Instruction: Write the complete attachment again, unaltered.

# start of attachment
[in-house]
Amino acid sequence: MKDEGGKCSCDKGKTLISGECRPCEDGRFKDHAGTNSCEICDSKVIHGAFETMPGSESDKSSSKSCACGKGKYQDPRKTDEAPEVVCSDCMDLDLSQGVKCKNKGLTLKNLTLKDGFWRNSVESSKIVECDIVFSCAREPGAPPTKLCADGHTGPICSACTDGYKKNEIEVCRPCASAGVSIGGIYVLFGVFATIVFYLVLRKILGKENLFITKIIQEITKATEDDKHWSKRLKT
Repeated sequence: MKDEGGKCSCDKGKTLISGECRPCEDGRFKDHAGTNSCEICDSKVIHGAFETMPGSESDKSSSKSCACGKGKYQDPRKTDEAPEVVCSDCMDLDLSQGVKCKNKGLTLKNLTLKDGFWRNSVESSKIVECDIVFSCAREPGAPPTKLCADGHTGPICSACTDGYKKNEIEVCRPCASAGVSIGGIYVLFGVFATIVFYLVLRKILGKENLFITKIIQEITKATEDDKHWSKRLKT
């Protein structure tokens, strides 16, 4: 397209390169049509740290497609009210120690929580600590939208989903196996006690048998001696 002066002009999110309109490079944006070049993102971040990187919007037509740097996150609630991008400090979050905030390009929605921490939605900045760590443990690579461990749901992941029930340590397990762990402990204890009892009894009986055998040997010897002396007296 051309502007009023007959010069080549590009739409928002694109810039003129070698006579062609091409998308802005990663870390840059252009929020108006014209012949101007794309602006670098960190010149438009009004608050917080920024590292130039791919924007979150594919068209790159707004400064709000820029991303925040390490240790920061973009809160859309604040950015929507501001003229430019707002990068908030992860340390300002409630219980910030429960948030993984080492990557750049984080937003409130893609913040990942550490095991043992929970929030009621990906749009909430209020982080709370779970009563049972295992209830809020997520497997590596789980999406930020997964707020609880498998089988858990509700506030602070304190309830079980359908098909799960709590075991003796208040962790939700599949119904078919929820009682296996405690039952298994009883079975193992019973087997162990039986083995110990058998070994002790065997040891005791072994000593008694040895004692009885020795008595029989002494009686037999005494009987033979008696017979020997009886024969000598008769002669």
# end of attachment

[in-house]
Amino acid sequence: MKDEGGKCSCDKGKTLISGECRPCEDGRFKDHAGTNSCEICDSKVIHGAFETMPGSESDKSSSKSCACGKGKYQDPRKTDEAPEVVCSDCMDLDLSQGVKCKNKGLTLKNLTLKDGFWRNSVESSKIVECDIVFSCAREPGAPPTKLCADGHTGPICSACTDGYKKNEIEVCRPCASAGVSIGGIYVLFGVFATIVFYLVLRKILGKENLFITKIIQEITKATEDDKHWSKRLKT
Repeated sequence: MKDEGGKCSCDKGKTLISGECRPCEDGRFKDHAGTNSCEICDSKVIHGAFETMPGSESDKSSSKSCACGKGKYQDPRKTDEAPEVVCSDCMDLDLSQGVKCKNKGLTLKNLTLKDGFWRNSVESSKIVECDIVFSCAREPGAPPTKLCADGHTGPICSACTDGYKKNEIEVCRPCASAGVSIGGIYVLFGVFATIVFYLVLRKILGKENLFITKIIQEITKATEDDKHWSKRLKT
């Protein structure tokens, strides 16, 4: 397209390169049509740290497609009210120690929580600590939208989903196996006690048998001696 002066002009999110309109490079944006070049993102971040990187919007037509740097996150609630991008400090979050905030390009929605921490939605900045760590443990690579461990749901992941029930340590397990762990402990204890009892009894009986055998040997010897002396007296 051309502007009023007959010069080549590009739409928002694109810039003129070698006579062609091409998308802005990663870390840059252009929020108006014209012949101007794309602006670098960190010149438009009004608050917080920024590292130039791919924007979150594919068209790159707004400064709000820029991303925040390490240790920061973009809160859309604040950015929507501001003229430019707002990068908030992860340390300002409630219980910030429960948030993984080492990557750049984080937003409130893609913040990942550490095991043992929970929030009621990906749009909430209020982080709370779970009563049972295992209830809020997520497997590596789980999406930020997964707020609880498998089988858990509700506030602070304190309830079980359908098909799960709590075991003796208040962790939700599949119904078919929820009682296996405690039952298994009883079975193992019973087997162990039986083995110990058998070994002790065997040891005791072994000593008694040895004692009885020795008595029989002494009686037999005494009987033979008696017979020997009886024969000598008769002669």